Thursday, February 2, 2012

The Power of a Series

A part of me despises series. Things happen sooooo sllllloooooowwwwww. The payoff hangs on the authors ability to write a good ending. Still to this day my favorite Supernatural quote is, “Any chaped ass monkey can write a beginning.” And it's true. You can hone and and hone until you're fingers bleed the beginning. It is the unspoken promise of things to come. It takes a completely different skill set to take that promise and fulfill it, because let's be honest, fulfill is subjective. I think that's why no matter the ending Joss Wheadon writes he'll have polar reactions. The writer in me can look at Buffy and Angel and think, Wheadon never lied. Buffy wanted above all else to be a regular “girl.” (And Angel wanted to be the people's champion.) She wanted the biggest hangups of her day to be the boy she was dating or what she would wear to such-n-such party. The ending of Buffy definitely fulfilled that promise. Yet a part of me felt disasatisfied because I'd never see it.

(Do I need to pontificate on Angel's ending? )

I read through and angsted every release of the Fever series. I remember my local news station focusing on a kid who dressed up as a boy wizard for Halloween. I then saw Harry Potter and the Sorcerer's Stone movie. The summer of '07 or '08, I waited for my pre-ordered copy. I read it in one day. That ending fulfilled me. But, that's not necessarily what fulfilled me.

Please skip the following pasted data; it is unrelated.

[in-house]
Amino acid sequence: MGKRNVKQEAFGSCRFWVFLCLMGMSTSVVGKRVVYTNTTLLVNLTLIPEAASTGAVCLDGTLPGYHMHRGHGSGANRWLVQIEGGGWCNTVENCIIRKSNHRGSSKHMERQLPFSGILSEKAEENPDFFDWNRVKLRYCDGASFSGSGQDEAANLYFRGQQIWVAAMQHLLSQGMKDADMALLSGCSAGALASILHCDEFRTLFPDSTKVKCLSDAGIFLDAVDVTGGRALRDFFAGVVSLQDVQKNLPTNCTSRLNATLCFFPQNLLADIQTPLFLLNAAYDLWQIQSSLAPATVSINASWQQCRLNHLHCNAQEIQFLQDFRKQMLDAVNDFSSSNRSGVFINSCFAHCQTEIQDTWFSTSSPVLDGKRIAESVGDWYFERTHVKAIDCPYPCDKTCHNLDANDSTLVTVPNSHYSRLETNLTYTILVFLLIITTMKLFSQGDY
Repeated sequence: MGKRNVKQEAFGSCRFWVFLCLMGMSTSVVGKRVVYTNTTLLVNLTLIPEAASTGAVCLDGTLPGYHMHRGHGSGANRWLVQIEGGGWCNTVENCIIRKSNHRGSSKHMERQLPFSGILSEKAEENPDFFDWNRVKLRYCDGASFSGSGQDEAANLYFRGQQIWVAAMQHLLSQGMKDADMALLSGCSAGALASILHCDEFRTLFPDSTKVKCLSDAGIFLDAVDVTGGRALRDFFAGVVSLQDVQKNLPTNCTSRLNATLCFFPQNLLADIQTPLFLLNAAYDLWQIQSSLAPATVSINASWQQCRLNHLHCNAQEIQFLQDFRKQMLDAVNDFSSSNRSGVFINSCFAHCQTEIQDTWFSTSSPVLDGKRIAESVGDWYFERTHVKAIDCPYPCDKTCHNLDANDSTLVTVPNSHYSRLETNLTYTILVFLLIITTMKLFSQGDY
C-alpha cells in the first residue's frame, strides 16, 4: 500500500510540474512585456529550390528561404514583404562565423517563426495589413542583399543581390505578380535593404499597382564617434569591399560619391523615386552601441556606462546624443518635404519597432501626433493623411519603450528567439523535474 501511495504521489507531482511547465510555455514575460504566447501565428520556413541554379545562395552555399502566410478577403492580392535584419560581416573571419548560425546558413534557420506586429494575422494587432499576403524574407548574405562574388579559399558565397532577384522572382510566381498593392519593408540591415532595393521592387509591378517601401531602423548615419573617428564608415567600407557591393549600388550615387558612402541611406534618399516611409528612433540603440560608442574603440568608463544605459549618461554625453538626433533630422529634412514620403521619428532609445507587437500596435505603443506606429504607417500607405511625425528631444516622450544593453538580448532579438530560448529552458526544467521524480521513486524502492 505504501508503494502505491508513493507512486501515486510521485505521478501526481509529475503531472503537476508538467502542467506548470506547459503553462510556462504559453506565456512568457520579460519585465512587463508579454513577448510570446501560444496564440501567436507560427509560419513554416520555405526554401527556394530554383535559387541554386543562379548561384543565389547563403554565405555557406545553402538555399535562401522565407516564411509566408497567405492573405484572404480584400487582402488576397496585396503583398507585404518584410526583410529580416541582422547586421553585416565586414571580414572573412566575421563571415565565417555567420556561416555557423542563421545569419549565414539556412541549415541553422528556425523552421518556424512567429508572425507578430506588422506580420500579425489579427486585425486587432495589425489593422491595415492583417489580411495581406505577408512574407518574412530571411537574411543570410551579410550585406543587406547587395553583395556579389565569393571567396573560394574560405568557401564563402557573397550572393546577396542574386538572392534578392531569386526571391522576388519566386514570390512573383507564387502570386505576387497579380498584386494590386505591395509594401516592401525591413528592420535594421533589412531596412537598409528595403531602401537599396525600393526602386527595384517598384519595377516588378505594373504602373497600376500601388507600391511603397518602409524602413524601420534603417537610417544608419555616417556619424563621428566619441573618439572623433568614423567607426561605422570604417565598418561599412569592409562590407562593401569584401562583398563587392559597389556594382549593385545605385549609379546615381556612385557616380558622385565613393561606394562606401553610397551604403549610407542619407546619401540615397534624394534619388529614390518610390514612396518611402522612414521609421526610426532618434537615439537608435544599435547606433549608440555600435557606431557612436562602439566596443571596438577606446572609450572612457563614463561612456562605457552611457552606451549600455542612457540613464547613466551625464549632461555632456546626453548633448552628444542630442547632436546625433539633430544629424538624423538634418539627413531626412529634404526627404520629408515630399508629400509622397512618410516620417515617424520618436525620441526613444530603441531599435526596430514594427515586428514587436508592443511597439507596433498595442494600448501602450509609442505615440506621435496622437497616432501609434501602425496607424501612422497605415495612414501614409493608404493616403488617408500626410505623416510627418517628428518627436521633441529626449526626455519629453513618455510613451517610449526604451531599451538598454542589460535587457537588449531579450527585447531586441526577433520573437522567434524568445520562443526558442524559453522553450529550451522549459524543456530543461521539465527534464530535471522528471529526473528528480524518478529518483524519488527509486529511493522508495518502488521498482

This thought kind of hit me sideways as I listened to Ghost Story by Jim Butcher. (SPOILER!!!) (No, really a huge freaking SPOILER!!!!!!!!) At this point, Dresden is gearing up for the final fight and he's turning the weapon/sign of authority into THE ROD. (No, not the bibical one or the bibical sense sort of rod.) And I'm thinking, if this was the first time I'd read the Dresden files I wouldn't get why this moment had such importance. I wouldn't be IN on the inside knowledge. Very much like Spike donning his leather coat again in season 7 of Buffy, or Barrons' letting Mac know what the monster is in his “basement” is, or Dean letting Sam make the decision to let Satan ride him hard and put him up wet, or hell, Rachel calling Ross while she's on the plane to Paris. All these times being a fan of the series I could know and feel THIS MOMENT means something more.

It's the inside joke of people who have been friends for ages. A word can send these friends into hysterics, because they know the context. I think that's the appeal of series. You can say, “OMG, she's doing it again” and convey a world of frustration. Or say, “OMG, HE was the bad guy” and everyone on the IN can say, “INORITE?” Hell, even knowing what the hell, INORITE is can tell you the context of the conversation.

Maybe that's what series are: a shorthand, a short cut to connectining groups of people. On some level we love that inside joke or the ability to have one. Also, I think that's why series irriate me. I know on some level I'm agreeing to go on this ride. It's a commitment. The writer has to prove to me it's worth it. I've agreed to go on this ride and then the writer does something that I cannot go back to this series for.

But the possibilities for the writer from the author's atandpoint? Goodness. It's endless.

Do you like series? Hate 'em? Have you written some? Plan to write some? What are some of your favorite “inside jokes?”

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